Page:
Things To Take Care Of Before You Apply: A To-​​Do List

30 Rock... full of words of wisdom source: digitalfireflymarketing.com

30 Rock… full of words of wisdom
source: dig​i​tal​fire​fly​mar​keting​.com

This article was written by Lindsey Sampson, a 3rd year inter­na­tional affairs stu­dent at NU as a reg­ular stu­dent con­trib­utor for The Works.

Think of a few things that are the worst: missing your train by ten sec­onds, room-​​temperature milk, and wearing socks to bed. You know what’s prob­ably worse than that? Missing out on a job even though you are the per­fect can­di­date. Get your busi­ness in order, even before you start applying, to avoid those speed bumps that could cost you your dream job.

1. Check your­self out on social media. Google your­self – don’t be shy. Employers are more likely than ever to look you up on Google, Twitter, Face­book, and any­where else they can find infor­ma­tion. It’s your job before appli­ca­tion time to spruce up your social media chan­nels and take care of any­thing that might show you in an unfa­vor­able light. Drunk pic­tures? That’s not cute.

2. Set up a voice­mail mes­sage. Remember when ring­back tones were awe­some? That time has passed. Let go of your I’m-clearly-a-high-school-senior Pit­bull ring­back tone and record a short, clear voice­mail mes­sage. Make sure to state your name clearly, and it’s prob­ably best to listen to it a time or two to make sure no one can hear the oven timer going off in the back­ground. A great voice­mail mes­sage makes you seem more like a human and less like a robot, so get that done.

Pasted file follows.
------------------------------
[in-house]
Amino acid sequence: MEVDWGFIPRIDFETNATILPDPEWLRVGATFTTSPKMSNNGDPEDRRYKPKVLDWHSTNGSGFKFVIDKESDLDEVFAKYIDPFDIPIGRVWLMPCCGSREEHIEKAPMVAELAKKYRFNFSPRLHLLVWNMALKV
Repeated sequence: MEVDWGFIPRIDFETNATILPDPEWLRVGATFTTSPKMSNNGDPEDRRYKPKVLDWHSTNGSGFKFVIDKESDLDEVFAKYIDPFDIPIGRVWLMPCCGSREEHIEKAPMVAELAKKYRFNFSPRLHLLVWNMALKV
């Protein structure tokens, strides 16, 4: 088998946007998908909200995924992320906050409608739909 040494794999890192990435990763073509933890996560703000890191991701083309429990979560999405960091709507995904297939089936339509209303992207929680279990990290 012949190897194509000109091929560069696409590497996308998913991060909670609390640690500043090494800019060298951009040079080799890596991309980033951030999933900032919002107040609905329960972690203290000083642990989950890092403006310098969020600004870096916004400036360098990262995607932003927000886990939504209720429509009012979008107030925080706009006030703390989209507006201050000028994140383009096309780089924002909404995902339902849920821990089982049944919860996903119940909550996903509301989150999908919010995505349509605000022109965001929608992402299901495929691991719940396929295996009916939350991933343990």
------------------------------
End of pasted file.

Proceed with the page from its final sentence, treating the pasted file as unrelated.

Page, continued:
3. Set up an email sig­na­ture. Because you’re that kind of offi­cial. It doesn’t have to be any­thing fancy or pre­ten­tious – just your name, school name, and maybe cell phone number at the bottom to make it as easy as pos­sible for poten­tial employers to con­tact you.

4. Start brain­storming inter­view “moments.” It’s impor­tant to be pre­pared for an inter­view at any time – an employer might call you the day after you submit an appli­ca­tion and schedule an inter­view with you the next day, and cram­ming for an inter­view is a less-​​than-​​ideal sit­u­a­tion for the nerves. In an inter­view, it’s impor­tant to have “moments,” or quick sto­ries about sit­u­a­tions you have encoun­tered or projects you have been involved in that will solidify your posi­tion as a qual­i­fied can­di­date. If the posi­tion is customer-​​service ori­ented, think of a time you exhib­ited stellar cus­tomer ser­vice skills and try to incor­po­rate it into your inter­view if pos­sible. It will give your inter­view sub­stance and make you a more inter­esting and mem­o­rable candidate.

5. Do your research. It’s obvious when a can­di­date has done his or her research when the time comes for an inter­view. Instead of awk­wardly fum­bling around the com­pany web­site, check out a few other sources. The com­pany pro­file on LinkedIn will give you a list of sim­ilar com­pa­nies in the industry (aka. com­peti­tors you should know about). The com­pany Twitter will give you a sense of the office cul­ture while pro­viding access to industry-​​related arti­cles you should prob­ably read. It’s impor­tant to be well-​​read because

You are a capable and qual­i­fied can­di­date who deserves to be gain­fully employed (repeat that to your­self a few times in front of the mirror before you head to an inter­view). You did the leg­work, got the rel­e­vant expe­ri­ence, and wrote a crazy cover letter. Now it’s time to get your busi­ness in order and avoid the stum­bling blocks on your way to the interview.

Lindsey Sampson is a mid­dler Inter­na­tional Affairs major with minors in Social Entre­pre­neur­ship and Writing. She enjoys writing about Mil­len­nials in the work­place and social media as a mar­keting tool. Follow her blog here.